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Malala Yousafzai, the activist and founder of the Malala Fund, has always resisted stereotypes and labels.
She says she lost her definition when she was shot in the head by a Taliban gunman at the age of 12 while riding a bus to school. An activist for girls’ education before the assassination attempt, Yousafzai jumped on the bus on the global stage at the time, where she has remained one of the most prominent and effective voices for gender equality for a decade.
Yousafzai says she welcomes the label of global activist in the fight for equality, as opposed to “the girl who was shot by the Taliban,” she said in a conversation with BoF founder and editor-in-chief Imran Amed at BoF VOICES 2022.
“Here I am today fighting for the rights of all girls around the world,” says Yousafzai. “[So that] the 130 million girls who are out of school today have access to safe, quality and free education.”
Finding this inner resilience has earned her worldwide fame as she overcame limitations not only on her own education, but also on how she dressed. Referring to the protests across Iran and the Iranian diaspora, Yousafzai spoke of the need for freedom in dressing to free women to feel safe, both in dictatorial states and in the fight against Western norms.
This week on The BoF Podcast, Yousafzai talks about the development of her personal activism and how education is at the heart of resistance.
- Activism is not just about opinion leaders with big personalities or huge crowds of protesters. Yousafzai also believes in the power of small actions to bring about change. “Sometimes when we think of activism in our minds, we think of great speeches, we see a huge crowd of people and there’s an inspiring leader standing there…but it’s small actions that [defines] activism in general,” says Yousafzai.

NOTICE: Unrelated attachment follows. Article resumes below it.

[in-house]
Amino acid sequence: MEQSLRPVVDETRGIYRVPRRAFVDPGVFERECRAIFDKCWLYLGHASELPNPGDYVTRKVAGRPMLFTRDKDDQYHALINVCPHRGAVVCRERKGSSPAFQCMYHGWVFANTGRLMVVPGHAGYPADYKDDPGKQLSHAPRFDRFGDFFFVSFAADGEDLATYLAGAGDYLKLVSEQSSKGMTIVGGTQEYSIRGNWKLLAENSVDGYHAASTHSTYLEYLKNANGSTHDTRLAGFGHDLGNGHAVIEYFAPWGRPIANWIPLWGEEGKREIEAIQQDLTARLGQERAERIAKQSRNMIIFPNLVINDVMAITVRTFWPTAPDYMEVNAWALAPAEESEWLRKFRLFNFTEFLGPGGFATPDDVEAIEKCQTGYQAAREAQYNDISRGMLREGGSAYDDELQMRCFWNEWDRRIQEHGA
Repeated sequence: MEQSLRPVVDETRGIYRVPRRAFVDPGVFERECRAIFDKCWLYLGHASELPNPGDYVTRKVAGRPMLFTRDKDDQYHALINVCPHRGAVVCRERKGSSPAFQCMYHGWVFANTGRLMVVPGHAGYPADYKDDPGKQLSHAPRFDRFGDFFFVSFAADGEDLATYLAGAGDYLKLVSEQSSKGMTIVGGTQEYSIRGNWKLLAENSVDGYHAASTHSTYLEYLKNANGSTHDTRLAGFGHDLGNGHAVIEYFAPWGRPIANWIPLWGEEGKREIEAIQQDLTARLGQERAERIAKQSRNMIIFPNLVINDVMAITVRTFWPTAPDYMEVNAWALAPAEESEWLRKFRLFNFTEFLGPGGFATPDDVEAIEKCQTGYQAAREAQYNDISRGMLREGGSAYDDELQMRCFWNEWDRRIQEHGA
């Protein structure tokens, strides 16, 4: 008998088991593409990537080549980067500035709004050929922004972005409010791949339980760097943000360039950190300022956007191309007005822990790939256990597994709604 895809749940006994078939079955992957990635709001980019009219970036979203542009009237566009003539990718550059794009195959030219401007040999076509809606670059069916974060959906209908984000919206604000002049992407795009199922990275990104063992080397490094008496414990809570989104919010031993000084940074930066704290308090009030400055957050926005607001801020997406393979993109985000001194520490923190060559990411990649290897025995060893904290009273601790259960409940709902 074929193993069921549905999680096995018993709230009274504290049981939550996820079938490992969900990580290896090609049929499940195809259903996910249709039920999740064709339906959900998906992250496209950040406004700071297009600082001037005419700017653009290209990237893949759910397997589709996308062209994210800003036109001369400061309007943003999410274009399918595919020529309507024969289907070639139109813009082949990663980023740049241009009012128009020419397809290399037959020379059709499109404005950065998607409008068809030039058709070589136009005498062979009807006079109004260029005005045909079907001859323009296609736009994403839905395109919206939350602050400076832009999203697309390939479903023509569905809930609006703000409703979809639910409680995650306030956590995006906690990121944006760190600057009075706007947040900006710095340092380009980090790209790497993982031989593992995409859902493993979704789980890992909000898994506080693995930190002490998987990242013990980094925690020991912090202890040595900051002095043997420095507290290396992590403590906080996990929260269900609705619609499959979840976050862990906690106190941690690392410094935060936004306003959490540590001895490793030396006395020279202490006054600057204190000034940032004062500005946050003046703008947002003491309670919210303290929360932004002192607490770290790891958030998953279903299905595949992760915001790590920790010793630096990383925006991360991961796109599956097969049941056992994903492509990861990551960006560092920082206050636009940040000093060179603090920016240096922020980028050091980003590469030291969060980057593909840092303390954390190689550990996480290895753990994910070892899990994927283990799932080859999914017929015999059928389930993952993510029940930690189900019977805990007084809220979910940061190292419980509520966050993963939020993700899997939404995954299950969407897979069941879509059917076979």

- Education is a crucial resource to promote equality and secure opportunities for women. “[Education] is a key tool in changing many of the issues we talked about, including inequality, climate change, poverty,” says Yousafzai. “Education is central to all of this. The most important thing for me is equality for all.”
- The sensitive issue of whether or not women wear hijab should be a choice of faith and not an external mandate, Yousafzai says. “Not only does it tell women to dress a certain way, but it actually limits their opportunities,” says Yousafzai. “It restricts them from accessing spaces again. Like you just leave us alone. Let’s wear what we want.”
- BoF VOICES 2022: Live your best life: In the final session of BoF’s annual gathering, speakers from model Dennis Okwera and Coty chief Sue Y. Nabi to Nike’s Larry Miller and activist Malala Yousafzai reflected on their personal histories and inner strengths.
Watch all live streams of BoF VOICES 2022 sessions completely on request.